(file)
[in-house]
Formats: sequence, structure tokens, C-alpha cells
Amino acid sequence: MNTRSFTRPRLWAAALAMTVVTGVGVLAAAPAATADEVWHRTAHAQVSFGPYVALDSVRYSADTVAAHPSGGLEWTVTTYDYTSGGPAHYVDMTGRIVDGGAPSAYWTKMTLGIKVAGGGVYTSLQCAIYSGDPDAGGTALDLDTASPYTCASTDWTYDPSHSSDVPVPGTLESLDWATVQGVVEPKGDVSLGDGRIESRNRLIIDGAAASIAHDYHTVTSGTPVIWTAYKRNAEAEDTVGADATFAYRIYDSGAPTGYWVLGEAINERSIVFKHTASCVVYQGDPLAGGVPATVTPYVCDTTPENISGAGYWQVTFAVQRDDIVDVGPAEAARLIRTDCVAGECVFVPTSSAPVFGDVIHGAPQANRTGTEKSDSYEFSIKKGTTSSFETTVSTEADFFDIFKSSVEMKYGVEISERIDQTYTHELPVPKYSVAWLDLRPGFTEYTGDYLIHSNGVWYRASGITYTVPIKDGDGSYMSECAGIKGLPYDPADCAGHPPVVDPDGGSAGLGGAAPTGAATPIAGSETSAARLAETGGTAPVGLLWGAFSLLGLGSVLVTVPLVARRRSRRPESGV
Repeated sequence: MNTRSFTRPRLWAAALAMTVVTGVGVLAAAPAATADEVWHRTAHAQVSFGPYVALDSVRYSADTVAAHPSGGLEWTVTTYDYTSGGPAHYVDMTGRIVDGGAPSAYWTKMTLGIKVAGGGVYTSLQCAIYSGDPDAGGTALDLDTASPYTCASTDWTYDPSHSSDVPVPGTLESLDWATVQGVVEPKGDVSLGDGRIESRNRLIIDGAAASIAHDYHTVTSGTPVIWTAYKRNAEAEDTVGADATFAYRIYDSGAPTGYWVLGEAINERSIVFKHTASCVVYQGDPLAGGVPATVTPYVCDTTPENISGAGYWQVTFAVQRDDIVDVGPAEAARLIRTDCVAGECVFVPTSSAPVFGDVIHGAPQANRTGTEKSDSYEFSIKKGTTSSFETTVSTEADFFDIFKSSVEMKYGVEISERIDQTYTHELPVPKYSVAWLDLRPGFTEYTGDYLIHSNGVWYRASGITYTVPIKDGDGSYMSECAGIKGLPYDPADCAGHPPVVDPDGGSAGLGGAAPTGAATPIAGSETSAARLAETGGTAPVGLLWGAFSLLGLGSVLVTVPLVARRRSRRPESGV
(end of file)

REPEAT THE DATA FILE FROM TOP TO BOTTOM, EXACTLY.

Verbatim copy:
[in-house]
Formats: sequence, structure tokens, C-alpha cells
Amino acid sequence: MNTRSFTRPRLWAAALAMTVVTGVGVLAAAPAATADEVWHRTAHAQVSFGPYVALDSVRYSADTVAAHPSGGLEWTVTTYDYTSGGPAHYVDMTGRIVDGGAPSAYWTKMTLGIKVAGGGVYTSLQCAIYSGDPDAGGTALDLDTASPYTCASTDWTYDPSHSSDVPVPGTLESLDWATVQGVVEPKGDVSLGDGRIESRNRLIIDGAAASIAHDYHTVTSGTPVIWTAYKRNAEAEDTVGADATFAYRIYDSGAPTGYWVLGEAINERSIVFKHTASCVVYQGDPLAGGVPATVTPYVCDTTPENISGAGYWQVTFAVQRDDIVDVGPAEAARLIRTDCVAGECVFVPTSSAPVFGDVIHGAPQANRTGTEKSDSYEFSIKKGTTSSFETTVSTEADFFDIFKSSVEMKYGVEISERIDQTYTHELPVPKYSVAWLDLRPGFTEYTGDYLIHSNGVWYRASGITYTVPIKDGDGSYMSECAGIKGLPYDPADCAGHPPVVDPDGGSAGLGGAAPTGAATPIAGSETSAARLAETGGTAPVGLLWGAFSLLGLGSVLVTVPLVARRRSRRPESGV
Repeated sequence: MNTRSFTRPRLWAAALAMTVVTGVGVLAAAPAATADEVWHRTAHAQVSFGPYVALDSVRYSADTVAAHPSGGLEWTVTTYDYTSGGPAHYVDMTGRIVDGGAPSAYWTKMTLGIKVAGGGVYTSLQCAIYSGDPDAGGTALDLDTASPYTCASTDWTYDPSHSSDVPVPGTLESLDWATVQGVVEPKGDVSLGDGRIESRNRLIIDGAAASIAHDYHTVTSGTPVIWTAYKRNAEAEDTVGADATFAYRIYDSGAPTGYWVLGEAINERSIVFKHTASCVVYQGDPLAGGVPATVTPYVCDTTPENISGAGYWQVTFAVQRDDIVDVGPAEAARLIRTDCVAGECVFVPTSSAPVFGDVIHGAPQANRTGTEKSDSYEFSIKKGTTSSFETTVSTEADFFDIFKSSVEMKYGVEISERIDQTYTHELPVPKYSVAWLDLRPGFTEYTGDYLIHSNGVWYRASGITYTVPIKDGDGSYMSECAGIKGLPYDPADCAGHPPVVDPDGGSAGLGGAAPTGAATPIAGSETSAARLAETGGTAPVGLLWGAFSLLGLGSVLVTVPLVARRRSRRPESGV